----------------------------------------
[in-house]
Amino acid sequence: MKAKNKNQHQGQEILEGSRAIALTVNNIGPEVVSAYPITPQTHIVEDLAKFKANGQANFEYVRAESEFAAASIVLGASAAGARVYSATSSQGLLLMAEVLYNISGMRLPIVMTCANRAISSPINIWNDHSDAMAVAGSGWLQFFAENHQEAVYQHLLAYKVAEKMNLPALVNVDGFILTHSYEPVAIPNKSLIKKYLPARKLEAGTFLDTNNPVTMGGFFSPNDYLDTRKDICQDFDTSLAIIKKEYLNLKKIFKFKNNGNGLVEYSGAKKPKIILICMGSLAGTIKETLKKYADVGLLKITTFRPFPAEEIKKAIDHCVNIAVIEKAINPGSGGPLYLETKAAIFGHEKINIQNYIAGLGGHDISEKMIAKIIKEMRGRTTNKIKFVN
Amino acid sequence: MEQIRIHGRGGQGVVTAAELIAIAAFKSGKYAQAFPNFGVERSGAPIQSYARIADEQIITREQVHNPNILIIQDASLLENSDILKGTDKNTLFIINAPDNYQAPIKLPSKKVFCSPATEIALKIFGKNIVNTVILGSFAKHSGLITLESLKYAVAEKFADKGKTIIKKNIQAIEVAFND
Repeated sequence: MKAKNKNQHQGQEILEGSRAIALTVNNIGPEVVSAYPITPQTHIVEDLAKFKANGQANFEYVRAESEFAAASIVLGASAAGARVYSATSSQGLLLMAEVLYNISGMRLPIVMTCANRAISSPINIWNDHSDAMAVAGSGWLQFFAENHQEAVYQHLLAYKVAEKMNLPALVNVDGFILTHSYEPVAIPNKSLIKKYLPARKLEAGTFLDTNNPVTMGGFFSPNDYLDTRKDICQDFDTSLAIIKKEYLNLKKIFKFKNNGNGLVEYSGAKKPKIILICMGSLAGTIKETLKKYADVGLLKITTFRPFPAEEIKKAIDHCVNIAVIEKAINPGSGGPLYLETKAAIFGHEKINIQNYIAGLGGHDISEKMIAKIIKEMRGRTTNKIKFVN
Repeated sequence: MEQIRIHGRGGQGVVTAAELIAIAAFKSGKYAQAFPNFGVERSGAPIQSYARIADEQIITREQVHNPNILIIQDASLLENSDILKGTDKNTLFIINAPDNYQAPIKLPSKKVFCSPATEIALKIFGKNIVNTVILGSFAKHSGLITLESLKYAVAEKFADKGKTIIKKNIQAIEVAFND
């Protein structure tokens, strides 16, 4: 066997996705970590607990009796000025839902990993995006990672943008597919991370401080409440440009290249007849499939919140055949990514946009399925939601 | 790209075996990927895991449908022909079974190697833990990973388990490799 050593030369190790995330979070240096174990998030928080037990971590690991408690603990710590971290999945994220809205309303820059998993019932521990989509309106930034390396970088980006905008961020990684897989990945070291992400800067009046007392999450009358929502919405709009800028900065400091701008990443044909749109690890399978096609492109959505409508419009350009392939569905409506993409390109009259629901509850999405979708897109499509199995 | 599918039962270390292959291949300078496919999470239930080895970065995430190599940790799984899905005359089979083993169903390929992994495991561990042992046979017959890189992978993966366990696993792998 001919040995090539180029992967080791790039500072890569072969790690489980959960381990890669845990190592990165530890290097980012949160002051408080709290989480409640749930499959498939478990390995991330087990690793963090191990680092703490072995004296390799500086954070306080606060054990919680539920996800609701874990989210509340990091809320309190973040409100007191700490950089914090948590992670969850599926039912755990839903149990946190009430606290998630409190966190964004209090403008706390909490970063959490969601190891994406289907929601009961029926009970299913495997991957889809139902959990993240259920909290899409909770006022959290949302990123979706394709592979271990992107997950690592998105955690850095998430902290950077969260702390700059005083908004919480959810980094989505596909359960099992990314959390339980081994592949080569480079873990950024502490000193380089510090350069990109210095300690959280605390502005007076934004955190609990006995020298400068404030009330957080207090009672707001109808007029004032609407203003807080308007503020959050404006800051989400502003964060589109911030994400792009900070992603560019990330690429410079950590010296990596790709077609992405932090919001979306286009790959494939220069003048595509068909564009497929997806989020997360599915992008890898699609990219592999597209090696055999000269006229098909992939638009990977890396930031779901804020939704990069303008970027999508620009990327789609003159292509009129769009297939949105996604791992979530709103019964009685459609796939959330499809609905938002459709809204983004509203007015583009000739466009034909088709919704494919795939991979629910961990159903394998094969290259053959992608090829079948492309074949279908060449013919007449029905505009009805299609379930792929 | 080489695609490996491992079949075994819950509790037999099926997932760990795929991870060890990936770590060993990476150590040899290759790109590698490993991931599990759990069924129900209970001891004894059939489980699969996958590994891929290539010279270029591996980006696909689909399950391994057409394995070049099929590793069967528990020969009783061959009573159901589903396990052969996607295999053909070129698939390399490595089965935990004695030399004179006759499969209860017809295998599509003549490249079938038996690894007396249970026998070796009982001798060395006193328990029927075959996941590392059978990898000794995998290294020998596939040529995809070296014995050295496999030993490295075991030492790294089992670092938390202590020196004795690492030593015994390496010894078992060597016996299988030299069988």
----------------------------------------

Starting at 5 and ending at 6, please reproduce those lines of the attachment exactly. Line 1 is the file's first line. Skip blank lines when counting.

Repeated sequence: MEQIRIHGRGGQGVVTAAELIAIAAFKSGKYAQAFPNFGVERSGAPIQSYARIADEQIITREQVHNPNILIIQDASLLENSDILKGTDKNTLFIINAPDNYQAPIKLPSKKVFCSPATEIALKIFGKNIVNTVILGSFAKHSGLITLESLKYAVAEKFADKGKTIIKKNIQAIEVAFND
């Protein structure tokens, strides 16, 4: 066997996705970590607990009796000025839902990993995006990672943008597919991370401080409440440009290249007849499939919140055949990514946009399925939601 | 790209075996990927895991449908022909079974190697833990990973388990490799 050593030369190790995330979070240096174990998030928080037990971590690991408690603990710590971290999945994220809205309303820059998993019932521990989509309106930034390396970088980006905008961020990684897989990945070291992400800067009046007392999450009358929502919405709009800028900065400091701008990443044909749109690890399978096609492109959505409508419009350009392939569905409506993409390109009259629901509850999405979708897109499509199995 | 599918039962270390292959291949300078496919999470239930080895970065995430190599940790799984899905005359089979083993169903390929992994495991561990042992046979017959890189992978993966366990696993792998 001919040995090539180029992967080791790039500072890569072969790690489980959960381990890669845990190592990165530890290097980012949160002051408080709290989480409640749930499959498939478990390995991330087990690793963090191990680092703490072995004296390799500086954070306080606060054990919680539920996800609701874990989210509340990091809320309190973040409100007191700490950089914090948590992670969850599926039912755990839903149990946190009430606290998630409190966190964004209090403008706390909490970063959490969601190891994406289907929601009961029926009970299913495997991957889809139902959990993240259920909290899409909770006022959290949302990123979706394709592979271990992107997950690592998105955690850095998430902290950077969260702390700059005083908004919480959810980094989505596909359960099992990314959390339980081994592949080569480079873990950024502490000193380089510090350069990109210095300690959280605390502005007076934004955190609990006995020298400068404030009330957080207090009672707001109808007029004032609407203003807080308007503020959050404006800051989400502003964060589109911030994400792009900070992603560019990330690429410079950590010296990596790709077609992405932090919001979306286009790959494939220069003048595509068909564009497929997806989020997360599915992008890898699609990219592999597209090696055999000269006229098909992939638009990977890396930031779901804020939704990069303008970027999508620009990327789609003159292509009129769009297939949105996604791992979530709103019964009685459609796939959330499809609905938002459709809204983004509203007015583009000739466009034909088709919704494919795939991979629910961990159903394998094969290259053959992608090829079948492309074949279908060449013919007449029905505009009805299609379930792929 | 080489695609490996491992079949075994819950509790037999099926997932760990795929991870060890990936770590060993990476150590040899290759790109590698490993991931599990759990069924129900209970001891004894059939489980699969996958590994891929290539010279270029591996980006696909689909399950391994057409394995070049099929590793069967528990020969009783061959009573159901589903396990052969996607295999053909070129698939390399490595089965935990004695030399004179006759499969209860017809295998599509003549490249079938038996690894007396249970026998070796009982001798060395006193328990029927075959996941590392059978990898000794995998290294020998596939040529995809070296014995050295496999030993490295075991030492790294089992670092938390202590020196004795690492030593015994390496010894078992060597016996299988030299069988």